There is no doubt that some physicians do not offer psychosocial treatments or offer it in a way that is not persuasive to patients. The problem is that providing only a “medical treatment” (i.e, a medication) may not promote recovery, which refers to learning to managed an “addiction” rather than just focusing on a “drug,” and making changes in oneself and one’s lifestyle. However, there are patients who take buprenorphine who work on personal change and growth despite not being in counseling; we just do not know how many. Addiction specialists generally believe strongly in the role of psychosocial interventions (counseling, mutual support programs or both) with opioid addiction. Since opioid dependent individuals often have other problems such as clinical depression, family discord, etc, counseling can help address these.

I suspect brief one-on-one counseling sessions with waivered physicians could make a difference, but in these settings it is likely that most addicted patients receive treatment in groups in which others provide support, feedback and confrontation about bad decisions. However, patients may need individual counseling as well to discuss problems or issues that they feel uncomfortable with sharing with peers in a group setting.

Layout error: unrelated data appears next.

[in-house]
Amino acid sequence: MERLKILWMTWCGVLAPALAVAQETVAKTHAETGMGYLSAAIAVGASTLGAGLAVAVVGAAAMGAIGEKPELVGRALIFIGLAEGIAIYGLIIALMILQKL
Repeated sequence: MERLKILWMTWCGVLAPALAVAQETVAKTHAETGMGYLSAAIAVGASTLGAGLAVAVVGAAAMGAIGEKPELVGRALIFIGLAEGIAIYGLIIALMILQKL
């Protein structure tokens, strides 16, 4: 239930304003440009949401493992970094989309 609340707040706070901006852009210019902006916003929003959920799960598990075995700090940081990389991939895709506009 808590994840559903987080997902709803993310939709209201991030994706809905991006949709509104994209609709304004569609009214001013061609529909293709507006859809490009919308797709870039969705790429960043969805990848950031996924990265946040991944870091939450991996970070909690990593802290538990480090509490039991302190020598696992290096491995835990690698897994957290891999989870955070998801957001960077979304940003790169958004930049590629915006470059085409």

Dr. Junig states, “I believe patients have a right to ongoing buprenorphine treatment without time limitation.” Very important issue! The initial idea of using this medicine short term (< 6 months) has proven not to be very effective at all. I believe there is a need for a much longer period of maintenance treatment. At this time, the field is not in agreement how long a person should stay on buprenorphine for maintenance treatment. Initially, the hope was that this alternative to methadone maintenance would be a much briefer treatment.